- Publisher: CAMBRIDGE UNIVERSITY PRESS
- Format: Hardback | 252 pages
- Dimensions: 182mm x 254mm x 22mm | 621g
- Publication date: 28 March 2011
- Publication City/Country: Cambridge
- ISBN 10: 1107008441
- ISBN 13: 9781107008441
- Edition statement: New.
- Illustrations note: 25 b/w illus. 1 map 14 tables
In this book, Adam Rogers examines the late Roman phases of towns in Britain. Critically analysing the archaeological notion of decline, he focuses on public buildings, which played an important role, administrative and symbolic, within urban complexes. Arguing against the interpretation that many of these monumental civic buildings were in decline or abandoned in the later Roman period, he demonstrates that they remained purposeful spaces and important centres of urban life. Through a detailed assessment of the archaeology of late Roman towns, this book argues that the archaeological framework of decline does not permit an adequate and comprehensive understanding of the towns during this period. Moving beyond the idea of decline, this book emphasises a longer-term perspective for understanding the importance of towns in the later Roman period.
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Adam Rogers is a British Academy Postdoctoral Fellow at the School of Archaeology and Ancient History, University of Leicester. He has published articles on the archaeology of the Roman and Late Iron Age periods, especially in the areas of settlement and landscape studies, religion and ritual, and historiography.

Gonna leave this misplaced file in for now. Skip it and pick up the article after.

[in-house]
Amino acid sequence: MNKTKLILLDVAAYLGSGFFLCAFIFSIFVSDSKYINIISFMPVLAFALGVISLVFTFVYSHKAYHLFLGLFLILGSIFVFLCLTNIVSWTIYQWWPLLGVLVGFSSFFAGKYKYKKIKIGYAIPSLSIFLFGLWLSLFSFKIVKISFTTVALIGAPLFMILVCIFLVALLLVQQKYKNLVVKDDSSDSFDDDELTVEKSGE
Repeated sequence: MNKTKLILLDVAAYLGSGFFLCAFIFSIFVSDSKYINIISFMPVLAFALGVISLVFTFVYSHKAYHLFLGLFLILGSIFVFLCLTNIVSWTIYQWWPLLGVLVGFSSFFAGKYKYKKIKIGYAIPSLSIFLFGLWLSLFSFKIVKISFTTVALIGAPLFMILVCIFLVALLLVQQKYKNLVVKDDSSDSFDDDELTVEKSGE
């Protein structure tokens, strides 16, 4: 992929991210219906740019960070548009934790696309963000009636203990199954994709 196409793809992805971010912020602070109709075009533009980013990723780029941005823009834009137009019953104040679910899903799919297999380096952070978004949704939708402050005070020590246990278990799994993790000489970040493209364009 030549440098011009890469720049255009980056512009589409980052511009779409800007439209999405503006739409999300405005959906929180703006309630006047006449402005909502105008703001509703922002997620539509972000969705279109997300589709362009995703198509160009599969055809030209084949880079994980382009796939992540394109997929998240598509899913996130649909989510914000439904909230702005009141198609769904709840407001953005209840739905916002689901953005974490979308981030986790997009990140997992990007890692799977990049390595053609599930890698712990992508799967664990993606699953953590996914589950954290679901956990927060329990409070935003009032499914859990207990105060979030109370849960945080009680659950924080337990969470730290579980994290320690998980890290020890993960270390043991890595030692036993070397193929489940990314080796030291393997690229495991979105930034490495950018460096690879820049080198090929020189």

Table of contents
1. Introduction; 2. Edward Gibbon - growth, the Golden Age and decline and fall; 3. Approaches to Roman urbanism and studying the late Roman town; 4. Establishing the urban context: pre-Roman place and Roman urbanism; 5. The structures of the public buildings in the later Roman period: framing place and space; 6. New public structures within towns in the later Roman period; 7. Industrial activity within public buildings; 8. Timber buildings and 'squatter occupation' within public buildings; 9. Conclusions - senses of place: rethinking urbanism in Roman Britain.